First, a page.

Friday, December 09, 2016

Blu-Ray Review | "McCabe & Mrs. Miller"

As he had done with war movies in his breakout hit, M*A*S*H, Robert Altman set out to make a revisionist Western that completely upended the conventions of the genre in McCabe & Mrs. Miller.  Altman chose the source material, "McCabe," by Edmund Naughton, for its conventional Western structure, in hopes of using those stereotypical western tropes to fashion a brand new vision of the American west.

The result is unlike anything else in American cinema, a wholly organic and lived-in film that seems to have appeared through the fog of time. Altman intentionally exposed the negatives, giving the film an ethereal, otherworldly look (beautifully rendered on Criterion's gorgeous new Blu-Ray), as if everything we are seeing is viewed through a slight haze. The cinematography of the legendary Vilmos Zsigmond, along with intricately detailed production design by Leon Erickson, create an evocative sense of time and place, transporting the audience into another world.

Warren Beatty's McCabe is about as far from the archetypal western hero as you can get. He's a smooth-talking businessman with a self-styled reputation as a deadly gunslinger. But at heart he's little more than a mealy-mouthed coward, constantly hiding behind smooth talk and a ridiculously over-sized fur coat. So when a major out-of-town business shows up at his new brothel, co-founded with English madame, Mrs. Miller, with the intent to buy, McCabe is thrown into an impossible situation. The businessmen will not take no for an answer, and McCabe finds himself presented with a choice - stand up for little guy against a monopoly and face death, or do as he has always done and run away.

Courtesy of The Criterion Collection.
McCabe & Mrs. Miller is a fascinating upending of the romanticism surrounding the American west and its ideals of masculinity. It's also a startlingly relevant critique of American capitalism, as big business devours small businessmen with ruthless effeciency. If they can't buy out the competition, they will destroy it at all costs.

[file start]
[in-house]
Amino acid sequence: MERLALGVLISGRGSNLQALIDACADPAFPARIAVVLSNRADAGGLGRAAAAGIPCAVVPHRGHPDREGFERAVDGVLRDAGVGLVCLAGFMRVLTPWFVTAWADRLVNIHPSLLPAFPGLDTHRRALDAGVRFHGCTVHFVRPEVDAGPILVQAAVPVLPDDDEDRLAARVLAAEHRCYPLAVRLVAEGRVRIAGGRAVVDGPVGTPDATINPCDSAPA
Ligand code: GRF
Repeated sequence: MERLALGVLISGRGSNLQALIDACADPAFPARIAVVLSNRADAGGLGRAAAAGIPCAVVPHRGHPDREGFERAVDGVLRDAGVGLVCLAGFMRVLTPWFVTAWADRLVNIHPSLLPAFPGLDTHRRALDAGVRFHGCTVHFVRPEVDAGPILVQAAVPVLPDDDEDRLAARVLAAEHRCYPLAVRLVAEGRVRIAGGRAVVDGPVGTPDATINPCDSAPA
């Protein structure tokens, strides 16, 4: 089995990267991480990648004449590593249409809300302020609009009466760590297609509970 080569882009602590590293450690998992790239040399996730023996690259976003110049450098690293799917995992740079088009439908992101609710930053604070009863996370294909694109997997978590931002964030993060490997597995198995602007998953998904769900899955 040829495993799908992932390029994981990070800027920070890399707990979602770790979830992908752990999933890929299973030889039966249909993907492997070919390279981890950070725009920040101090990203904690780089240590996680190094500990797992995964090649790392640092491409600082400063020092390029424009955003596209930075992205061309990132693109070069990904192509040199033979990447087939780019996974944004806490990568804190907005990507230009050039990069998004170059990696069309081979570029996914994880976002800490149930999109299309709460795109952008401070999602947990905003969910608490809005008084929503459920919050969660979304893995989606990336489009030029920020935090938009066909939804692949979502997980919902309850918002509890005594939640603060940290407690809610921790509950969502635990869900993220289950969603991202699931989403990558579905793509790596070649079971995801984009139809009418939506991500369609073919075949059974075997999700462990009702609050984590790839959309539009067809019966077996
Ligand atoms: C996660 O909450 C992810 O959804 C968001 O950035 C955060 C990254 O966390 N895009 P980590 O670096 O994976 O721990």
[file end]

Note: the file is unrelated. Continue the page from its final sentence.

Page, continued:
It all culminates in one of Altman's finest set pieces - an improvised showdown in a surprise blizzard, that may be one of the most striking finales in all of American cinema. Of course, this showdown is everything the typical shoot-em-up Western finale is not. It's almost eerily quiet, played without music (we had become accustomed to the film's haunting use of Leonard Cohen songs up to this point) Altman's place in the New American Cinema of the 1970s cannot be overstated. His loose, hangdog style, the overlapping dialogue, his almost lackadaisical indifference to plot conventions (the main "plot" of the film isn't introduced until halfway through), were revolutionary. And while McCabe & Mrs. Miller was a box office bomb in 1971, it remains one of of the towering cinematic works of the decade.  A bleary-eyed, hazy evocation of the American west as seen without Hollywood's rose colored glasses. It has become a cliche to say that "they don't make 'em like this anymore." But in this case, the old cliche is wholly appropriate. McCabe & Mrs. Miller is one-of-a-kind.

GRADE - ★★★★ (out of four)

Now available on Blu-Ray and DVD from The Criterion Collection.

SPECIAL FEATURES:

  • New 4K digital restoration, with uncompressed monaural soundtrack on the Blu-ray 
  • Audio commentary from 2002 featuring director Robert Altman and producer David Foster 
  • New making-of documentary, featuring members of the cast and crew New conversation about the film and Altman’s career between film historians Cari Beauchamp and Rick Jewell 
  • Featurette from the film’s 1970 production 
  • Art Directors Guild Film Society Q& A from 1999 with production designer Leon Ericksen 
  • Excerpts from archival interviews with cinematographer Vilmos Zsigmond 
  • Gallery of stills from the set by photographer Steve Schapiro 
  • Excerpts from two 1971 episodes of The Dick Cavett Show featuring Altman and film critic Pauline Kael 
  • Trailer 
  • PLUS: An essay by novelist and critic Nathaniel Rich

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